No and yes. No, because every week (more or less) I stop into a town to buy supplies and pick up a package at the post-office--mainly food and exhaustible provisions like repair kits, medical supplies, and film. Yes for all the hours of the week between towns . . . some of which include rain, but all of which exclude Jacuzzis.
Never carry more than eight days of food on your back. It's a mistake.
I'm very glad you asked this question. It shows we are becoming more comfortable with each other.
Low-impact Hiking. This is a nifty phrase that says, "Hey, why don't we try to do as little damage as possible while we stomp all over Creation?" Hiking can be a very selfish activity, if done improperly, so drop this phrase whenever possible to impress others with your conscientiousness. The notion also encompasses sub-elements such as, "Let's not litter," and, "Let's not burn down the forests," and even, "Let's not alarm the wildlife."
The Appalachian Trail Conference. These are the volunteers who coordinate maintenance of the Trail, working alongside many other organizations to cut a narrow swath from Georgia to Maine. Good folks, I've been told, although I haven't met all of them so I can't be sure. *** Bonus Green-Points*** Join the ATC, and sew your complimentary ATC patch on your backpack or hat or car.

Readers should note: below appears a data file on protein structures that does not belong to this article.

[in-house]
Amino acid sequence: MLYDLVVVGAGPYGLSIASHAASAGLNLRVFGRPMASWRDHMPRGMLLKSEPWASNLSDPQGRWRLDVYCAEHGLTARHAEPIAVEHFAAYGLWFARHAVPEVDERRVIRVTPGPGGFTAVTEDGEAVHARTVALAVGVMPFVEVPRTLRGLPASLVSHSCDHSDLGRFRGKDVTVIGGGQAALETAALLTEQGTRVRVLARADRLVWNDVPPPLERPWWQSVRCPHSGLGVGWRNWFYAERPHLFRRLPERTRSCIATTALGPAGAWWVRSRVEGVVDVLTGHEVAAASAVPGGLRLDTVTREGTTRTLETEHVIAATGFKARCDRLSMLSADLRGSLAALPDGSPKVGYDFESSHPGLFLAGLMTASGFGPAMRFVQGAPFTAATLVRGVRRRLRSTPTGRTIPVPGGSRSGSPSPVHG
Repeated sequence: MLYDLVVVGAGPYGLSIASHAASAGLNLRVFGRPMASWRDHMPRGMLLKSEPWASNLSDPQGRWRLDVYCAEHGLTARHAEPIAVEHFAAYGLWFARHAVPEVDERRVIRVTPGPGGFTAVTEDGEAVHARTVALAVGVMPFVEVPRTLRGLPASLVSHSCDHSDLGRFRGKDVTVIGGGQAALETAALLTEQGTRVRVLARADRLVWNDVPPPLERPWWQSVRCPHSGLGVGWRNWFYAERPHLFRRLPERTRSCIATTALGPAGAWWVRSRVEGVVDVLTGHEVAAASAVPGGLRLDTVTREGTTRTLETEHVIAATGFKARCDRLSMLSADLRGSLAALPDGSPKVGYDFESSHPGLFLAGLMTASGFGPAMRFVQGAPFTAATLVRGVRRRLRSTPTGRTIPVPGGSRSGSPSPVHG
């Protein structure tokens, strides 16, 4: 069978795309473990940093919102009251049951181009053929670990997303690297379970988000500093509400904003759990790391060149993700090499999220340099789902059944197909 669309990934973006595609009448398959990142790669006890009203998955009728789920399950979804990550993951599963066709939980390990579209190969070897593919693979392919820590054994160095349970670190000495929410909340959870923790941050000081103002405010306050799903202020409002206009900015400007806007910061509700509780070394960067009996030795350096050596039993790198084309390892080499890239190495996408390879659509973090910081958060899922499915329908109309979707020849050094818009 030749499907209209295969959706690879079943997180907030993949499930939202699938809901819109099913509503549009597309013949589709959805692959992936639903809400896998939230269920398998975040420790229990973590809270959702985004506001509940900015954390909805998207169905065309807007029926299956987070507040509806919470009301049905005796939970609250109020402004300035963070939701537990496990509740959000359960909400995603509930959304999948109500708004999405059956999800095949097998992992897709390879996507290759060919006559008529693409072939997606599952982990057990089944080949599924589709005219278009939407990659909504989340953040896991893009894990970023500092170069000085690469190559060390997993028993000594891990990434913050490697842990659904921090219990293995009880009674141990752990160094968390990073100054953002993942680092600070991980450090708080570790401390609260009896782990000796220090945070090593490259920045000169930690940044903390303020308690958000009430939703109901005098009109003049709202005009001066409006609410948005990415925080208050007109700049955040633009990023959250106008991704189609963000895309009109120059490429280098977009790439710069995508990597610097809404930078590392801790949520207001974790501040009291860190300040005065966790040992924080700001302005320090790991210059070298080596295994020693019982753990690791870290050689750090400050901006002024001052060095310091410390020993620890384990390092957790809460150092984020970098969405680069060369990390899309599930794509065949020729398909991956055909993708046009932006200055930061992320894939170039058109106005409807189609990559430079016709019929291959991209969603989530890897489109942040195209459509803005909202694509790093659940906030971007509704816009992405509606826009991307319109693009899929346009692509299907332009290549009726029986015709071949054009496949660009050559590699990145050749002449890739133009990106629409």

Well, since it's part of low-impact hiking, I suppose I should explain. It involves trowels and digging six-inch holes and staying away from water sources.
This is where my naiveté really shines, because I expect my tastes will change during the course of the trip. I've picked up a number of suggestions from books and other hikers, and I decided to buy a food dehydrator.
I'm not sure that many hikers actually go to this trouble, but I'm hoping it will pay off in, 1. cost, and 2. taste. The House & Home dehydrator that I bought cost $30, and consists of a hair dryer and a bunch of plastic trays. The trays stack to form a transparent cylinder on top of the base (which contains the hair dryer); a lid completes the structure and it ends up about the size and shape of a covered cake platter. Food, of course, gets artistically sliced and arranged onto the trays, where it loses moisture at a rate slightly lower than the rate your electrical bill increases.
Most foods take about sixteen hours to dehydrate. I've dehydrated tomatoes, green peppers, peas, green beans, apples, bananas, pineapple, jalepeños, onion, pears, spinach, sausage, and my roommate. The yummiest by far is the pineapple; the others will be chiefly useful in cooking real meals months away from a refrigerator--most dehydrated foods will be fine even after six months or a year. "Fine," that is, in the sense of, "dubious texture and tenuous flavor, but still nutritious."
Very dubious texture. Okay, I'll be fair: it wasn't a mistake to buy the dehydrator. But no matter what wonderful concoctions I concocted, no matter how many different combinations of veggies and spices I combined, the Lipton noodles still tasted better. So it was fun, and perhaps nutritious, but not necessarily worth the time and effort. Plus my roommate still hasn't fully rehydrated yet, even though we've had him in the bathtub for four months.